Adverse Reaction Handling Protocol

Although blood donation is a safe and well established procedure, certain blood donors face an adverse reaction either during or post donation. The severity of such reactions varies from person to person. However, a general pattern of the nature can be drawn. Such reactions may discourage these donors from donating again.


Different studies across the world have been taken up on the topic of post blood donation reactions. Studies have shown the rate of adverse events/reactions to vary from 0.59% to 33% [1] [2], [3]. However, the huge variation is also because of the lack of common standard to define the adverse event and the difference in the donor selection criteria. A previous single centre study done in North India showed overall reaction rate was 2.5% [4]. Results of other single centre studies in India concluded upon rate of reactions varying between 0.6%-2.33% [5] [6]. In India the complications associated with blood donation which happen once the donor leaves the donation site are yet to be studied.


Need for emphasis on reducing complications


Neuman BH, in his study showed the dramatic drop(85% reduction in blood donor return rate) in the return rates of blood donors who experience any kind of complication [7]. Repeat blood donors are safer than the first time donors both in terms of complications for the donor as well as those which impact the patient. [7] [8]. The importance of retaining blood donors cannot be over-stressed.


Since the blood banking system of today relies upon the selfless and philanthropic act of the voluntary non-remunerative blood donors, it is the moral and social responsibility of the blood banks to strive to reduce any kind of discomfort that the donor may be subjected to.


Blood centres around the world are exploring techniques to reduce the rate of complications in blood donation. There is an urgent need to learn from the experience of the other centres across the world and enhance the protocols that are being used locally so as to expedite the process of identification of best strategies to minimise discomfort.


In-spite of the fact that the intent of the global as well as national regulators and policy making agencies(Appendix 3: National and International Guidelines) is clear, there is very little clarity on the specific steps to be taken. While several nations like UK have clear indications for the strategies to be used for prevention, identification and documentation of complications associated with blood donation [9] the same is not well defined in our country.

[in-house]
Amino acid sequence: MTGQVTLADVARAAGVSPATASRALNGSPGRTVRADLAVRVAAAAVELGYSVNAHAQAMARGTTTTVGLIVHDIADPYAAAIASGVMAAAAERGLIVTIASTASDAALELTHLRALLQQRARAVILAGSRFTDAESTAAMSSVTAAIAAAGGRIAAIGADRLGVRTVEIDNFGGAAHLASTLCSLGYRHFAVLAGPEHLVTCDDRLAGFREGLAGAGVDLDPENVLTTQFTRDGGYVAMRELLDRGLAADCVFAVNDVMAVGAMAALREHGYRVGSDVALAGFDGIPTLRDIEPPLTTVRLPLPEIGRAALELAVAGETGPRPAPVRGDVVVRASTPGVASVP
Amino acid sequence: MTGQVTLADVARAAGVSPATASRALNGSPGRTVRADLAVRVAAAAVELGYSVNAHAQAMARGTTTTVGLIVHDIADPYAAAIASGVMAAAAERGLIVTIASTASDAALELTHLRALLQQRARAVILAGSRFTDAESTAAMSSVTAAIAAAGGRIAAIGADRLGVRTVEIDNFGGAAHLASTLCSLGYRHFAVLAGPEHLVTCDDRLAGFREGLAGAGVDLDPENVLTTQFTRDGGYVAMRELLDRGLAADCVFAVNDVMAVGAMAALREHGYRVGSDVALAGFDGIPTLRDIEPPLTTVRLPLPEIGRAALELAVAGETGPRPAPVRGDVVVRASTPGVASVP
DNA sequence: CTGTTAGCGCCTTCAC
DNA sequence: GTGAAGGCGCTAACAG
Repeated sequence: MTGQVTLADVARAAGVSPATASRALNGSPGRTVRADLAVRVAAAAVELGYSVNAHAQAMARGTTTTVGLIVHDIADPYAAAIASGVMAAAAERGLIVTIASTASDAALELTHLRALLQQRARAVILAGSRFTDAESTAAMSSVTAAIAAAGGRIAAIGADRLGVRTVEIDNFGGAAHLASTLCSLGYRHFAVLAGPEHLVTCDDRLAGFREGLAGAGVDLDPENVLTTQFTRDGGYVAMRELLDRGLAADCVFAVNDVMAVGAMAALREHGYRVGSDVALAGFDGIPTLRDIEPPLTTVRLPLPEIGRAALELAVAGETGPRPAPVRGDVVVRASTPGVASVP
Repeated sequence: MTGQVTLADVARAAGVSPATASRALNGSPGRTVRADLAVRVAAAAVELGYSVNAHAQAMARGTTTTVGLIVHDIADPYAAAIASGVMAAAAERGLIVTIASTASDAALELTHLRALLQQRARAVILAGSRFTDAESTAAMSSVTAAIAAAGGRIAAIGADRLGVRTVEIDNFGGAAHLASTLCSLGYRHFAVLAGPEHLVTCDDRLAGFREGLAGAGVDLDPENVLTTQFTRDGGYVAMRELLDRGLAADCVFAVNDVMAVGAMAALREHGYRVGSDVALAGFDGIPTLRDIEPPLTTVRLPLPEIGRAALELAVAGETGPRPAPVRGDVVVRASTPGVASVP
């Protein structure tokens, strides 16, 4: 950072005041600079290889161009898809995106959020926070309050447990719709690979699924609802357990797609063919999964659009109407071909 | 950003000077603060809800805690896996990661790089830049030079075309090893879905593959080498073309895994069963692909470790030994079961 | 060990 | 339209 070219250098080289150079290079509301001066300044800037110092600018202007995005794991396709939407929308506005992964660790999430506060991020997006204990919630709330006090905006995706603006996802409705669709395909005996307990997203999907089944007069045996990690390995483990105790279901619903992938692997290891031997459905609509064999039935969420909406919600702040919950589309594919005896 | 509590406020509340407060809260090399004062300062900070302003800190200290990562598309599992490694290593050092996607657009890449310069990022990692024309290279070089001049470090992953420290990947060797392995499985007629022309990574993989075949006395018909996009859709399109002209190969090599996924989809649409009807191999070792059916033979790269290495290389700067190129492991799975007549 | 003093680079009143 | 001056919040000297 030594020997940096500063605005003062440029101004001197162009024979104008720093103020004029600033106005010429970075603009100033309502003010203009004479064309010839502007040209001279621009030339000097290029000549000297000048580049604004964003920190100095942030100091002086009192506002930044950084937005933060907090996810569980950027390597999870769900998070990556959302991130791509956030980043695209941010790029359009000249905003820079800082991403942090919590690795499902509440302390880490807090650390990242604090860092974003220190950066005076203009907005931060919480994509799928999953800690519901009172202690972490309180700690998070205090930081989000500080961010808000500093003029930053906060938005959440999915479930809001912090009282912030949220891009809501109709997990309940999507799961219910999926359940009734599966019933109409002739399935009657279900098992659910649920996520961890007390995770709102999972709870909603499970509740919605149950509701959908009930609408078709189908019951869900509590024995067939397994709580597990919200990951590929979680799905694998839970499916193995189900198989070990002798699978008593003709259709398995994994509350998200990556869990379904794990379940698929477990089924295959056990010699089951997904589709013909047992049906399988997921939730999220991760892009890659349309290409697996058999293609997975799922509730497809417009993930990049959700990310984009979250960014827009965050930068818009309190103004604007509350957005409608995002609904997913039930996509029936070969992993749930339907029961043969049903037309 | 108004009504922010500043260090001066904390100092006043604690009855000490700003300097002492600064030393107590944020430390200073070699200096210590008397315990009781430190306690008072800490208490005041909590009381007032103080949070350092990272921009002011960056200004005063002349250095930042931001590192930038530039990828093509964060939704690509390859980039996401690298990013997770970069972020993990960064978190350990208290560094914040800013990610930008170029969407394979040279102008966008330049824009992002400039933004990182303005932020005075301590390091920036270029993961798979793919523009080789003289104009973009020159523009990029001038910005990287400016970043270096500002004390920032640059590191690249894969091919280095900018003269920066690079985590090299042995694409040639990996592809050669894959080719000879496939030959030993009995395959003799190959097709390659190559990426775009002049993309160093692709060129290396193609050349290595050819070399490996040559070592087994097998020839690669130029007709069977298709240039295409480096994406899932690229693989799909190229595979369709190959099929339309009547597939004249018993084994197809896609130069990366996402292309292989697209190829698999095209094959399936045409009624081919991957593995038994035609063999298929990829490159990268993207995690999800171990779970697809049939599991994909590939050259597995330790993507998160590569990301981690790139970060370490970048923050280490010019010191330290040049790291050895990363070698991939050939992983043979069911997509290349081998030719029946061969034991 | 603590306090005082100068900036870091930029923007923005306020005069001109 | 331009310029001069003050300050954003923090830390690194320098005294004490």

The intent of this document is to enlist and outline the steps to be taken in order to minimise complications associated with blood donation. It will provide for the common definitions, sharing of the best practices, clear identification of responsibilities and action items. It will also serve the need to identify the training areas for the staff involved in blood donation.


Sankalp India Foundation's Perspective


Sankalp India Foundation is committed to delivering the best quality and safety standards in all its blood donation drives. As of July 2013, the organisation has enabled a collection of close to 40,000 units of blood across Karnataka. The organisation is attempting to increase the availability of voluntarily donated blood by encouraging individuals to donate blood repeatedly and regularly. Donor retention and satisfaction is of utmost importance for the success of the voluntary blood donation program of the organisation. A less studied aspect, which is known to have a dramatic impact on the supply of blood is the impact of complications on the possibility of the organisation to conduct regular blood donation drives. The need to contain reactions gathers still greater importance because of the massive damaging impact a poorly managed situation can have (because of the organisation opting not to involve in organising blood donation drives).


Sankalp India Foundation formulated the Policy for Blood Donation Drives in 2008. The aim of the policy was to lay out the standards to be followed in the blood donation drive. The identification of standard norms to be followed across institutions turned out to a big step in the direction of enhanced quality and safety in blood donation camps. The success of this collective attempt of all the involved blood banks to emerge with better working protocols is indicative of the fact that similar effort could further enhance quality, especially in areas which have not be explored yet.


While working on identification and documentation of the complications associated with blo od donation over last few years, the organisation has come to realise that there are no established 'Standard Operating Procedures' to refer and adhere to for prevention as well as management of adverse events and reactions. Hence the need was felt for the preparation of standardised protocols which could be used by all blood banks participating in the blood donation drives conducted by the organisation.


Not much difference has been observed in the rate of complications associated with blood donation between in-house and outdoor blood donation [4]. However, this document focuses on the identification, prevention, management and documentation in the context of outdoor blood donation drives and restricted to whole blood donation. This protocol document shall be available in all Sankalp blood donation drives.


The protocol document has been reviewed and accepted by all standard and quality centric Blood Banks in Bangalore with whom Sankalp India Foundation organises blood donation drives. The same will be shared with specialists across the state for their analysis, review and implementation in Sankalp drives across the state.



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